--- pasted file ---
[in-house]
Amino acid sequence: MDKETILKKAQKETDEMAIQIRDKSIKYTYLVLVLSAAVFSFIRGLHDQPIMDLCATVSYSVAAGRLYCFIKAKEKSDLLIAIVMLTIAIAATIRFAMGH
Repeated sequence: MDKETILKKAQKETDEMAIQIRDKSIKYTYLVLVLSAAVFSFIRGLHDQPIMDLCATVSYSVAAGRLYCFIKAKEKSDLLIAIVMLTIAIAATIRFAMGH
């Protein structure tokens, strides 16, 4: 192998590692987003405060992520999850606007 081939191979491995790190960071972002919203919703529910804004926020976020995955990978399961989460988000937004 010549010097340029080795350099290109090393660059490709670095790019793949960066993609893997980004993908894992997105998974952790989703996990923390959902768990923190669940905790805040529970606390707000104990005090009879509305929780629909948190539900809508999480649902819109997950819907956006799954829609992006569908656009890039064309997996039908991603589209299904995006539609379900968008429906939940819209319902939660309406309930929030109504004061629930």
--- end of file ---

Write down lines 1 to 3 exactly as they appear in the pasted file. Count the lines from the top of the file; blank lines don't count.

[in-house]
Amino acid sequence: MDKETILKKAQKETDEMAIQIRDKSIKYTYLVLVLSAAVFSFIRGLHDQPIMDLCATVSYSVAAGRLYCFIKAKEKSDLLIAIVMLTIAIAATIRFAMGH
Repeated sequence: MDKETILKKAQKETDEMAIQIRDKSIKYTYLVLVLSAAVFSFIRGLHDQPIMDLCATVSYSVAAGRLYCFIKAKEKSDLLIAIVMLTIAIAATIRFAMGH